In a follow-up article in 2002, CMI’s Carl Wieland summarized why the change in the frequency of the two forms of peppered moths—even if the classic story of the tree trunks were exactly as claimed—cannot be used to demonstrate evolution in action:

  1. Before the industrial revolution, there was genetic information for dark and light moths.
  2. During the worst days of pollution, there was genetic information for dark and light moths.
  3. Today, there is genetic information for dark and light moths.

In summary, since the genetic information is already present in the moth populations from the start of these observations, the shift in the ratio of light and dark moths is a case of only natural selection, but not evolution. As CMI has often pointed out, this natural selection does not add up to evolution from simple organisms to humans. All that is happening is that the frequency of gene variants are changing over time. No new gene variants are being created, which is absolutely necessary for evolution. The fact that the darker-coloured moths declined after 1950 with cleaner air contradicts the idea that the peppered moths are evolving into an entirely new species, let alone a completely different kind of insect, given enough time. The moths have always remained moths, shifting back and forth in response to the environment.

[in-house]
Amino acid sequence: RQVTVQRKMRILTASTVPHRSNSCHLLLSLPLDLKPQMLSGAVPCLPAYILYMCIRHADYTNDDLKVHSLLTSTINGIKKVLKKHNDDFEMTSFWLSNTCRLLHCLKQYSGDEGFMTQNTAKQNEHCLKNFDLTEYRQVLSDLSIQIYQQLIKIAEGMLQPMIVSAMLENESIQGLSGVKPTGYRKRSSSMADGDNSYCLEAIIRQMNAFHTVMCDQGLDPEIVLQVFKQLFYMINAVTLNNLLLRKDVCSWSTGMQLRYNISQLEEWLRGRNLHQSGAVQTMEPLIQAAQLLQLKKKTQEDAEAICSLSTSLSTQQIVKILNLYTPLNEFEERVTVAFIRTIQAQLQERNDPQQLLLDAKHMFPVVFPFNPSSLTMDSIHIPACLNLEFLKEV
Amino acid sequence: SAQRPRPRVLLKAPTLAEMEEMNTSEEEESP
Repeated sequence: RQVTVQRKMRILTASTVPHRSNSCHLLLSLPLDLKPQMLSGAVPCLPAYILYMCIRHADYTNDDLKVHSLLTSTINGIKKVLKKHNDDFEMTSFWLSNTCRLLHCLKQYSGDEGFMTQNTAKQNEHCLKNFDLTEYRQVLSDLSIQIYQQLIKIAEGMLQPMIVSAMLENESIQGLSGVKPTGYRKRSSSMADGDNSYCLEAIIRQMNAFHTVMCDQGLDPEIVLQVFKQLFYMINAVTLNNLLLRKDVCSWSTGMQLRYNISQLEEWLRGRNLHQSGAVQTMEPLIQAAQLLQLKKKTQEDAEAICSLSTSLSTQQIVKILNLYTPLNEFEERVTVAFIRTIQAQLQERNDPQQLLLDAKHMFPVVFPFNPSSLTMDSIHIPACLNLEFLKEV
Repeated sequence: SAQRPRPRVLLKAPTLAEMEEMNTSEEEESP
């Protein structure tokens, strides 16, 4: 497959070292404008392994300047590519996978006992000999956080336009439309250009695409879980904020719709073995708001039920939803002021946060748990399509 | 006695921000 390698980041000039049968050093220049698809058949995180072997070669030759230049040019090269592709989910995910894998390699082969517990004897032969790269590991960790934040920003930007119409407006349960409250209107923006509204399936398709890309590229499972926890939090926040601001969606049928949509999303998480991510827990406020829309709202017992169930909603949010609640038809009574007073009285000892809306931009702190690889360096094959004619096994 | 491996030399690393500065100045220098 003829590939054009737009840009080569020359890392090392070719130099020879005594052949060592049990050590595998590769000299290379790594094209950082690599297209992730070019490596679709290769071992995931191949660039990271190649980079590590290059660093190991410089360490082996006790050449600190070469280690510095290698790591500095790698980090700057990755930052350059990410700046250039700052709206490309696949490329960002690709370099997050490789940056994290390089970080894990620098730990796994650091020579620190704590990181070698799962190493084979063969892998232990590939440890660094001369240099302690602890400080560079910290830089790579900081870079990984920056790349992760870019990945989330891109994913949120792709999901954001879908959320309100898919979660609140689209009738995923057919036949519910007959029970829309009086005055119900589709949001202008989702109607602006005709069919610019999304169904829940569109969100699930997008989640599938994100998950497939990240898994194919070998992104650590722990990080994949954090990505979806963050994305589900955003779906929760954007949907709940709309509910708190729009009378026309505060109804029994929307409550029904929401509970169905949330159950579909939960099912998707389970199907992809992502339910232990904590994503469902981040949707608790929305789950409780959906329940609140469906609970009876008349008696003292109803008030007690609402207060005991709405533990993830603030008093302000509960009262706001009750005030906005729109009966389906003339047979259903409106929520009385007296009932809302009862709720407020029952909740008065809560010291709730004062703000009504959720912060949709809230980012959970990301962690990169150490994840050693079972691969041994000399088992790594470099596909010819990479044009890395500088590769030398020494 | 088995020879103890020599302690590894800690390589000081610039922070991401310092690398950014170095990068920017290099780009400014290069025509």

In a later article in 2008, Wieland responds to critics and demonstrates evolutionists’ fraudulent use of the peppered moths to further support evolution.

Figure 2. Light and dark peppered moths placed on tree trunks.

Our reader, David, is responding to point number 1, made by Dr Wieland in his 2002 article, namely, that the genetic information was already present for both light-coloured and dark-coloured moths in England before the Industrial Revolution. The article David is referring to from the journal Science from 2011 makes the claim that a ‘recent mutation’ is responsible for dark colour in the peppered moths.3 Now, with the added element of mutation plus natural selection, evolutionists are claiming that the peppered moths are a valid example of evolution. With this, evolutionists are trying a new tack by examining the genetic background of the peppered moths, instead of just physical traits and ecology. This is important for evolutionists, since they are trying to save one of the most well-known posterchildren of their theory.

David raises a very good point. But does the 2011 Science paper really prove evolution? The article in question starts with this telling sentence (emphasis added):

“Industrial melanism in the peppered moth (Biston betularia) is one of the most widely recognized examples of contemporary evolutionary change, but beyond the fact that it is a single-locus dominant allele, the genetic basis and developmental mechanism distinguishing the black (carbonaria) form from the wildtype [typical (typica)] form are unknown.”